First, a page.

Meet Emilia Plater, the Polish Woman Warrior of the 1800s
The world is full of strong, independent Polish warrior women, but today we’re going to talk about one woman in particular whose strength and determination led Poland’s resistance against Russian forces in the November Uprising of 1830.
Emilia Plater was a 25-year-old Polish-Lithuanian heiress who gave up a life of luxury to fight for what she believed in, which was that she needed to fight at all costs to save her country. Raised amongst a group of male cousins, Emilia’s fencing, shooting, and equestrian skills gave her a leg up on the battlefield, where young women were virtually non-existent, much less women from affluent families.
Inspired by heroines like Anna Dorota Chrzanowska and Joan of Arc, Emilia joined the uprising after one of her cousins was forced to join the Imperial Army of Russia in 1823. Like the women before (and after) her, Emilia’s affiliation with the female gender restricted her from attending Polish patriot gatherings. Not one to cower in the face of a challenge, she took a “fine, I’ll do it myself” attitude, rounded up 500 ambitious people after a church mass one day, and signed a statement saying she had waited her whole life to join the uprising.
Five days later she led her first successful battle against a Russian horse patrol, and 2 days after that she forced one of their infantry divisions to retreat. Upon crossing paths with Polish General Dezydery Chlapowski, she was strongly advised to take a step back and go home, but to that she said “nope, not until my country is free” and kept on going.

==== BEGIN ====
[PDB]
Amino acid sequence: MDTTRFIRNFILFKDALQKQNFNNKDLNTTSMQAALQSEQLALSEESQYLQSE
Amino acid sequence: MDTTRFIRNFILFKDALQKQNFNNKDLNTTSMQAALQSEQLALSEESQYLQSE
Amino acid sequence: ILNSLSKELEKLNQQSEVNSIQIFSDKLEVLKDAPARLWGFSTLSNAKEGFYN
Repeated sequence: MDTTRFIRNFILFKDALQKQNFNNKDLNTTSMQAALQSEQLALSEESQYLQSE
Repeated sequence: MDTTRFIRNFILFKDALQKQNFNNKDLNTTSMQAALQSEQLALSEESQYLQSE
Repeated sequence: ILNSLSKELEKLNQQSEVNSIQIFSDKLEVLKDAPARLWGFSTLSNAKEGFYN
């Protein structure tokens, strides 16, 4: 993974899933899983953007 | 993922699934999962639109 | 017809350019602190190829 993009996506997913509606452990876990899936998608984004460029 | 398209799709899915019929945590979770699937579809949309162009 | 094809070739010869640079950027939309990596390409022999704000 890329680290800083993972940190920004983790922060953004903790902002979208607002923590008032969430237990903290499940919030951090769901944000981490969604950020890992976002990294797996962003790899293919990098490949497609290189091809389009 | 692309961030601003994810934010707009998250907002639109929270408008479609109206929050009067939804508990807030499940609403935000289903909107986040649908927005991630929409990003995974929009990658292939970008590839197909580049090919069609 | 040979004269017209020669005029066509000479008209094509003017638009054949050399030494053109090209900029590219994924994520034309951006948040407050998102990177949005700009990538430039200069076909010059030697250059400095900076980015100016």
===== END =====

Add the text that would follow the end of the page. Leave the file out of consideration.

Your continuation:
Although some legends of Emilia’s accomplishments have been embellished over time due to a lack of proper documentation, rumor has it that she became a commanding officer of the 1st company of the Polish-Lithuanian Infantry Regiment before being promoted to Captain, the highest rank awarded to a woman at that time.
By June, Emilia had parted ways with Chlapowski’s army after he decided to head into Prussia for internment, so she continued to fight her way to Warsaw with only two other people who decided to stick with her. She fell ill and died two days before Christmas at the age of 25 and was buried in Lithuania, where a monument lives in her honor. She remains a prominent symbol of the Polish uprising and is often referred to as Poland’s Joan of Arc.